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Wednesday, 22 January 2014

"Lurn" French with the Front National

Hands up those of you out there who are literally word perfect when it comes to writing.

You never, ever make a mistake of any kind. Your grammar, spelling and the "Eats, shoots and leaves" of punctuation" are all irreproachable.

For those mere mortals among us, all too often errors creep in.

Usually it don't matter none, because others will perhaps not even spot the mistake or, if they do, will be indulgent.

Thankfully for some of us working in fields where it's important to get it right (for fear of giving the wrong impression), there is often a safety net available in the form of a sub-editor or a ruddy good proof reader.

It's a shame - or maybe on second thoughts, perhaps not - that the same cannot be said for the far-right Front National's (FN) candidate in this year's race to be mayor of Paris.

Someone in Wallerand de Saint-Just's team - for that's his name - clearly didn't run the copy for his campaign pledges through spellcheck before sending it off to the printers.

Yes - as an aside - Saint-Just is a man.

Wallerand de Saint-Just (screenshot from YouTube video)

And there you all thought that the race to become the next mayor of Paris was an all-female affair because that's what the (foreign) media has been reporting.

Well it ain't.

Sure both the leading candidates are women.....Anne Hidalgo for the Socialist party and Nathalie Kosciusko-Morizet (NKM) for the centre-right Union pour un mouvement populaire (Union for a popular movement, UMP).

And the second round slogfest will undoubtedly be between them.

But the first round is not an all-female affair because both the FN with Saint-Just and the Greens with Christophe Najdovski, are putting up male candidates.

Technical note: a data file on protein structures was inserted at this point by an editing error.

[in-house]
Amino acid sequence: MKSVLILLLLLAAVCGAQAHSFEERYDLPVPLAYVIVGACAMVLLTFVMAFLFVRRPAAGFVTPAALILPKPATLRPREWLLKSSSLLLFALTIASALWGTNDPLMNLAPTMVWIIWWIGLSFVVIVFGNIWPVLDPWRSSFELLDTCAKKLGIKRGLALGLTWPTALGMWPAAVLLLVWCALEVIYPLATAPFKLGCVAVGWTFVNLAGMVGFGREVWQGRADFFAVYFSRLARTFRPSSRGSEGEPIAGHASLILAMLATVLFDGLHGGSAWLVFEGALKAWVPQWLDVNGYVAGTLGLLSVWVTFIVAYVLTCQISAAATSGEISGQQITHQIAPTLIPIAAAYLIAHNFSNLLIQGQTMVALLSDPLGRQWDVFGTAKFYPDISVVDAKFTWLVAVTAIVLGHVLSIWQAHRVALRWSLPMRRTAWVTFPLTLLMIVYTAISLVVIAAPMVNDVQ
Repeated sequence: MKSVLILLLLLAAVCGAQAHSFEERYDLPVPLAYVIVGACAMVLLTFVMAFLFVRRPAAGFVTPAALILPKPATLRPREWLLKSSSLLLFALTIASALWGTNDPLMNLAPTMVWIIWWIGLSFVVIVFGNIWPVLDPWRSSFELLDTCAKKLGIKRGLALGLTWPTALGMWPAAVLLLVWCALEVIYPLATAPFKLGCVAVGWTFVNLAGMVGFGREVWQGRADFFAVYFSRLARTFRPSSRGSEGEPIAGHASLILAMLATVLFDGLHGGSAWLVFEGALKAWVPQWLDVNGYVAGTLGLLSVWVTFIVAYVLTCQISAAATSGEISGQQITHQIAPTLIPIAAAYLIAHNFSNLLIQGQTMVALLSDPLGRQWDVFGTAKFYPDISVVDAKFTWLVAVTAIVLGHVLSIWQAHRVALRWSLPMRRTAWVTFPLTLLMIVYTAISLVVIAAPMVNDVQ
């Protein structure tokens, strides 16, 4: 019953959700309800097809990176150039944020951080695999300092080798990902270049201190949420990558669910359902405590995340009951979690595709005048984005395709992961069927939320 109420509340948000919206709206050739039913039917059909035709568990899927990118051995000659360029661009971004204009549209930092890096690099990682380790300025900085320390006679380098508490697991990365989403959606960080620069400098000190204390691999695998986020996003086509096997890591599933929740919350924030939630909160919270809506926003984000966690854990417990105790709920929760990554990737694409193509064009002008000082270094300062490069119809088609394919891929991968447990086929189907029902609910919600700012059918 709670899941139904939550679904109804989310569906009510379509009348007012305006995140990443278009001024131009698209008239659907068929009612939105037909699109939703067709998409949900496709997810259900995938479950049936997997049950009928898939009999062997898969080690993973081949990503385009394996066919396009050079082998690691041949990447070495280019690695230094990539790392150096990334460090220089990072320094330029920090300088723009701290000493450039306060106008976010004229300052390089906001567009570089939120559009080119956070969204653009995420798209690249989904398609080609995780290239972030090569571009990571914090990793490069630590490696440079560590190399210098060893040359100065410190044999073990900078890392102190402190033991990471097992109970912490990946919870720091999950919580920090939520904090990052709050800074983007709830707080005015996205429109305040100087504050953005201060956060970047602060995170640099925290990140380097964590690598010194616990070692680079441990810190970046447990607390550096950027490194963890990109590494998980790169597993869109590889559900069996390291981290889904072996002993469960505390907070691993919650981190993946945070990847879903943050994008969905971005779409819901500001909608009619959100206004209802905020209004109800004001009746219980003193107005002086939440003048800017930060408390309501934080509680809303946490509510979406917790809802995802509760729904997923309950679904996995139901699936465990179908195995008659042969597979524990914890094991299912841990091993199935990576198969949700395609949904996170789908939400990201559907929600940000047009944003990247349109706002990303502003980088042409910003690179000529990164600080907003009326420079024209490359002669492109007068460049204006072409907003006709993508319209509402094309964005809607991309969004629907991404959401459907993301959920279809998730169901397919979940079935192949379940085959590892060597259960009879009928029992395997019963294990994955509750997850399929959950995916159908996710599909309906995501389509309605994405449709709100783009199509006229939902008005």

Anyway, back to the matter at hand, as trivial as it might be in a political world in which image is so important.

You see Saint-Just wants to protect and promote French - the language that is - as part of his campaign.

It's apparently not just a desire to keep at bay all those nasty and devilish foreign (English) words wot keep spoiling la langue de Molière.

No, it's also a wish to promote French, especially in the Paris which "as the country's capital has (paraphrasing) an obligation to show the way."

In other words, Saint-Just wants to "defend" that French language.

Except that's not quite how it came across in the official programme handed out to journalists during a recent press conference.

Because, as you can see from the accompanying screenshot, Saint-Just also appears to be into neoligisms, albeit it cocked-up ones, in wanting to, "défenFre la langue française".

"défenFre" (screenshot from Europe 1 report)

Yes, it's clearly a typo and one which is "understandable given that on a French keyboard the "d" and the "f" are next to each other.

But still it raises a chuckle and is a reminder that in Paris at least, where it doesn't stand any chance of winning, the FN can afford to appear suitably amateurish.

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